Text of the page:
[Show abstract][Hide abstract]ABSTRACT: Quantification of VSV and Dengue virions. (A) Left panel: VSV virus titer from the supernatants from the experiment described in Fig. 6A was determined by standard plaque assay. Right panel: WCEs were analysed by western blotting for VSV protein expression. (B) Left panel: Dengue virus titer from the supernatants from the experiment described in Fig. 6A was determined by standard plaque assay. Right panel: RNA was extracted and analysed by real-time RT-PCR using primers specific for Dengue RNA (Forward 5′ CAA GGC GAG ATG AAG CTG TA 3′; Reverse 5′ GGT CTT TCC CAG CGT CAA TA 3′).
[Show abstract][Hide abstract]ABSTRACT: Stimulation of an immune response by 5′pppRNA in vivo. C57Bl/6 mice were injected intravenously with 25 ug of 5′pppRNA in complex with In vivo Jet-PEI or non-treated (NT, 0 h). (A) Serum (left panels) and lung homogenate (20% w/v in PBS; right panels) were collected at the indicated time point and ELISA for IFNβ (top panels) and IFNα (bottom panels) were performed. Error bars represent SEM from three different animals. (B) Spleen (left panels) and lungs (right panels) were collected at the indicated time point. RNA was extracted subjected to real-time RT-PCR. Error bars represent SEM from three different animals. (C) Lungs were collected at 6 h and 24 h post 5′pppRNA administration. Lungs were minced and digested with collagenase IV and DNase I for 30 minutes, with vigorous mixing after 15 minutes, and then filtered through a 70 µm nylon filter. Cells were analysed by flow cytometry and the proportion of cells relative to CD45+ leukocyte is reported. Error bars represent SEM from four different animals.
[Show abstract][Hide abstract]ABSTRACT: Transcriptional profiling following 5′pppRNA stimulation of A549 cells. (A) Left panel: Temporal analysis of up-regulated genes at 6 h (FC≥2 at 6 h). Right panel: Temporal analysis of genes that are exclusively induced significantly at 24 h (FC≤2 at 6 h and FC≥2 at 24 h). Genes with highest fold change under these conditions are listed. (B) Node analyses of transcriptome activation 6 h (left panel) and 24 h (right panel) post 10 ng/ml 5′pppRNA stimulation. Ingenuity Pathway Analysis software was used to generate transcriptome signalling networks centered around IRF1 and IRF7. Genes coloured in red were up-regulated, in green were down-regulated. (C) Node analyses of transcriptome activation 24 h post stimulation with either 10 ng/ml 5′pppRNA (left panel) or 1000 IU/ml IFNα-2b (right panel). Ingenuity Pathway Analysis Software was used to generate signaling networks surrounding IRF7 and NF-κB. Genes in red were up-regulated (FC≥2.0), in green were down-regulated (FC≤2.0).
[Show abstract][Hide abstract]ABSTRACT: Quantitative real-time RT-PCR validation of genes induced by 5′pppRNA treatment. Quantitative real-time RT-PCR was performed to validate the kinetic observed in the microarray for selected genes. A549 cells were transfected with 10 ng/ml of 5′pppRNA using Lipofectamine RNAiMax for designated periods of time. RNA was extracted from time-course samples and subjected to real-time RT-PCR analysis. Results are from a representative experiment; error bars represent SEM of three independent samples.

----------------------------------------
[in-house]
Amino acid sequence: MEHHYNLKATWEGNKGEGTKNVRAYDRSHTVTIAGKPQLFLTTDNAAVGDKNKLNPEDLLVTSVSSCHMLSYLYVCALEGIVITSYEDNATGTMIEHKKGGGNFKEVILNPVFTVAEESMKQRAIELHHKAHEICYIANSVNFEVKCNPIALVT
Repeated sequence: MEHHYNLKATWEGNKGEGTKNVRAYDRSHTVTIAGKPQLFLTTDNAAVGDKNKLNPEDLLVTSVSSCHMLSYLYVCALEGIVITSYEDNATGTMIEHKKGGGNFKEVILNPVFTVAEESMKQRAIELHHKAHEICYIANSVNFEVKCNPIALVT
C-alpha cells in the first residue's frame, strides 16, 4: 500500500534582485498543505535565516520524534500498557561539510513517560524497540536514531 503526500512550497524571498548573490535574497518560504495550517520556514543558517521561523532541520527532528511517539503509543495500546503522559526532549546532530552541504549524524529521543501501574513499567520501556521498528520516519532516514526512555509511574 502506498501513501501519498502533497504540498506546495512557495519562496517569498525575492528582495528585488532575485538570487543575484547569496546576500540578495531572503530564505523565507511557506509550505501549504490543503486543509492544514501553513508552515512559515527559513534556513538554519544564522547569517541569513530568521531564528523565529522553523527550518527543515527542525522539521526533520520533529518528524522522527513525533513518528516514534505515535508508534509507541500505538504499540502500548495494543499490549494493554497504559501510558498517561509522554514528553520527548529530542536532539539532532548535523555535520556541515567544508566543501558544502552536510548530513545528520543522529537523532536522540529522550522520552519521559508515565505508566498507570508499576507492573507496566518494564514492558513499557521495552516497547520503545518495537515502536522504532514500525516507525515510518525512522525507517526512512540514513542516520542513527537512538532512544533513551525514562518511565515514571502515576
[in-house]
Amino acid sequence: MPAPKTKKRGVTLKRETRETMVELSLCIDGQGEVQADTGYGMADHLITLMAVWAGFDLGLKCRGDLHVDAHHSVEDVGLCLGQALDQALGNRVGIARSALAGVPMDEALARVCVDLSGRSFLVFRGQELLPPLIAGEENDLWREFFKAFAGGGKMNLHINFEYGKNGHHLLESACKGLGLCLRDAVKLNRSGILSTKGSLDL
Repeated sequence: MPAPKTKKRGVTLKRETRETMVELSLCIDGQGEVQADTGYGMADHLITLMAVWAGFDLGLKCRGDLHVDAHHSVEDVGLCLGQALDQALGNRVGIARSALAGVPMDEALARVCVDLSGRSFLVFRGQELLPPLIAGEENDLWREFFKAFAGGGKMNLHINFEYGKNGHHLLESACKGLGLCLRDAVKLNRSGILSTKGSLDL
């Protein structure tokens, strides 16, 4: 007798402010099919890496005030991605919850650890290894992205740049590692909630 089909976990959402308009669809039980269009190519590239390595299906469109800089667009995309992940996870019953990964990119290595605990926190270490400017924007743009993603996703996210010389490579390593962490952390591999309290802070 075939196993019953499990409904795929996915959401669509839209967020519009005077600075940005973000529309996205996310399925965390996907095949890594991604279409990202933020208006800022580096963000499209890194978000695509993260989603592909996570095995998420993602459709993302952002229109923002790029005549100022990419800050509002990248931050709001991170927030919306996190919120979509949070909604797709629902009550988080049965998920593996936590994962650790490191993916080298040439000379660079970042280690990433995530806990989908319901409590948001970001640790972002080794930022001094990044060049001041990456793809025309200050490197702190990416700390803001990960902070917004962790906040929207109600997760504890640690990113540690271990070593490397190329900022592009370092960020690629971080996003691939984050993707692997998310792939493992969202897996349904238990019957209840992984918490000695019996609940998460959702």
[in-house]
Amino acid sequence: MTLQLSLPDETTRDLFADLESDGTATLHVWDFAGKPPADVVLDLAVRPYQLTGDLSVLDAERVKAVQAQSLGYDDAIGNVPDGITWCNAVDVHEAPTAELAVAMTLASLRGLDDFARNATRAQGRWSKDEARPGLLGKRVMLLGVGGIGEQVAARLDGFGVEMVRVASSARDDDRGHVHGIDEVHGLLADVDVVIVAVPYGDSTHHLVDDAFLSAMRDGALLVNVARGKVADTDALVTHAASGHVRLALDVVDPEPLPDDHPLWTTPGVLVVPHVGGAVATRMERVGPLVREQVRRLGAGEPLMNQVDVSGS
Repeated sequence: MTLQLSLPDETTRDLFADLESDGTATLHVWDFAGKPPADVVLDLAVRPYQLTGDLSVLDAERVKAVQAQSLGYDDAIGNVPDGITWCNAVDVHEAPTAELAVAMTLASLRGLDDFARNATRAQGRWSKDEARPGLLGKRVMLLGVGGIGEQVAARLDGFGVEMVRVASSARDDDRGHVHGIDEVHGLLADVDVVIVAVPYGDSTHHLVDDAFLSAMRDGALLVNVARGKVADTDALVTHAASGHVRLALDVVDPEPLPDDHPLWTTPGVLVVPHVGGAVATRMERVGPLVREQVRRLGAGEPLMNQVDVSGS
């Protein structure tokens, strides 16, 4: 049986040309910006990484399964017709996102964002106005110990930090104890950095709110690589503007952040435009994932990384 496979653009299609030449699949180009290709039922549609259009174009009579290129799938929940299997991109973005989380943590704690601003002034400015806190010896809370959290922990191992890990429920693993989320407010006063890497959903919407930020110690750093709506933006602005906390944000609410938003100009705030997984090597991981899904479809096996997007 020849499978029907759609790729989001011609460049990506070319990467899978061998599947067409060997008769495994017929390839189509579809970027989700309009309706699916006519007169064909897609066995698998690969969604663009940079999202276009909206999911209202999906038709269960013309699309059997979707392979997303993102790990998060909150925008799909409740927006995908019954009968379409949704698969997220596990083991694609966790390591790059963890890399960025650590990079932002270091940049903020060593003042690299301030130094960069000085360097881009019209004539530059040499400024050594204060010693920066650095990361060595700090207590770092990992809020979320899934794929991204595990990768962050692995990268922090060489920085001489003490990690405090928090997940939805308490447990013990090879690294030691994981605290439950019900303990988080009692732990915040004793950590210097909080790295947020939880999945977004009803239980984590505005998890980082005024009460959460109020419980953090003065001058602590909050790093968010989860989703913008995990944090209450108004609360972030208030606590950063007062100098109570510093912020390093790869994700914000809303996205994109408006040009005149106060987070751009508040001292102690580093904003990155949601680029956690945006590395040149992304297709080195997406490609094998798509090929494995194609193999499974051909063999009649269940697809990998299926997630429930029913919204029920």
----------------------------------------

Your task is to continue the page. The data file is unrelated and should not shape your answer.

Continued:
[Show abstract][Hide abstract]ABSTRACT: The RIG-I like receptor pathway is stimulated during RNA virus infection by interaction between cytosolic RIG-I and viral RNA structures that contain short hairpin dsRNA and 5' triphosphate (5'ppp) terminal structure. In the present study, an RNA agonist of RIG-I was synthesized in vitro and shown to stimulate RIG-I-dependent antiviral responses at concentrations in the picomolar range. In human lung epithelial A549 cells, 5'pppRNA specifically stimulated multiple parameters of the innate antiviral response, including IRF3, IRF7 and STAT1 activation, and induction of inflammatory and interferon stimulated genes - hallmarks of a fully functional antiviral response. Evaluation of the magnitude and duration of gene expression by transcriptional profiling identified a robust, sustained and diversified antiviral and inflammatory response characterized by enhanced pathogen recognition and interferon (IFN) signaling. Bioinformatics analysis further identified a transcriptional signature uniquely induced by 5'pppRNA, and not by IFNα-2b, that included a constellation of IRF7 and NF-kB target genes capable of mobilizing multiple arms of the innate and adaptive immune response. Treatment of primary PBMCs or lung epithelial A549 cells with 5'pppRNA provided significant protection against a spectrum of RNA and DNA viruses. In C57Bl/6 mice, intravenous administration of 5'pppRNA protected animals from a lethal challenge with H1N1 Influenza, reduced virus titers in mouse lungs and protected animals from virus-induced pneumonia. Strikingly, the RIG-I-specific transcriptional response afforded partial protection from influenza challenge, even in the absence of type I interferon signaling. This systems approach provides transcriptional, biochemical, and in vivo analysis of the antiviral efficacy of 5'pppRNA and highlights the therapeutic potential associated with the use of RIG-I agonists as broad spectrum antiviral agents.